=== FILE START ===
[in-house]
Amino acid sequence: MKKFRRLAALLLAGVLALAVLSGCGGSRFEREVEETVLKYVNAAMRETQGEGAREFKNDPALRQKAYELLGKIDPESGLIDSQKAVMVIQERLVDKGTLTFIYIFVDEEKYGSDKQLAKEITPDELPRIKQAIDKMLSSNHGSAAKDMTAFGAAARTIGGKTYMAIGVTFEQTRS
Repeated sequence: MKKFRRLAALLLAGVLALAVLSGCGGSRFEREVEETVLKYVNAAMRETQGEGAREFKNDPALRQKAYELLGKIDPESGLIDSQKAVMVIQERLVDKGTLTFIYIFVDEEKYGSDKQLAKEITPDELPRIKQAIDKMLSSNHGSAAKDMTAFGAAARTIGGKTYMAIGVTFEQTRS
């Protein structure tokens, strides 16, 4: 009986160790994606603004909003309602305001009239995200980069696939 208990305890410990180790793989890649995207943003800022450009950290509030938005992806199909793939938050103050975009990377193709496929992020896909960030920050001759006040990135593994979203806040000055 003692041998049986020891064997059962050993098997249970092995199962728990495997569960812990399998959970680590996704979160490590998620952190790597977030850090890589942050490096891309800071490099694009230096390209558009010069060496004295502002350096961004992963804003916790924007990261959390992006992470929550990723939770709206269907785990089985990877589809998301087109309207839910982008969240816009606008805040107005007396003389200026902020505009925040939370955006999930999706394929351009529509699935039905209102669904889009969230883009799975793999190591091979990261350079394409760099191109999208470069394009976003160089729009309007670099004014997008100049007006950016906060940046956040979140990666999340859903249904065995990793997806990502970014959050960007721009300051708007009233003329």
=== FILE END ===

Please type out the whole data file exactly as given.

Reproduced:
[in-house]
Amino acid sequence: MKKFRRLAALLLAGVLALAVLSGCGGSRFEREVEETVLKYVNAAMRETQGEGAREFKNDPALRQKAYELLGKIDPESGLIDSQKAVMVIQERLVDKGTLTFIYIFVDEEKYGSDKQLAKEITPDELPRIKQAIDKMLSSNHGSAAKDMTAFGAAARTIGGKTYMAIGVTFEQTRS
Repeated sequence: MKKFRRLAALLLAGVLALAVLSGCGGSRFEREVEETVLKYVNAAMRETQGEGAREFKNDPALRQKAYELLGKIDPESGLIDSQKAVMVIQERLVDKGTLTFIYIFVDEEKYGSDKQLAKEITPDELPRIKQAIDKMLSSNHGSAAKDMTAFGAAARTIGGKTYMAIGVTFEQTRS
């Protein structure tokens, strides 16, 4: 009986160790994606603004909003309602305001009239995200980069696939 208990305890410990180790793989890649995207943003800022450009950290509030938005992806199909793939938050103050975009990377193709496929992020896909960030920050001759006040990135593994979203806040000055 003692041998049986020891064997059962050993098997249970092995199962728990495997569960812990399998959970680590996704979160490590998620952190790597977030850090890589942050490096891309800071490099694009230096390209558009010069060496004295502002350096961004992963804003916790924007990261959390992006992470929550990723939770709206269907785990089985990877589809998301087109309207839910982008969240816009606008805040107005007396003389200026902020505009925040939370955006999930999706394929351009529509699935039905209102669904889009969230883009799975793999190591091979990261350079394409760099191109999208470069394009976003160089729009309007670099004014997008100049007006950016906060940046956040979140990666999340859903249904065995990793997806990502970014959050960007721009300051708007009233003329």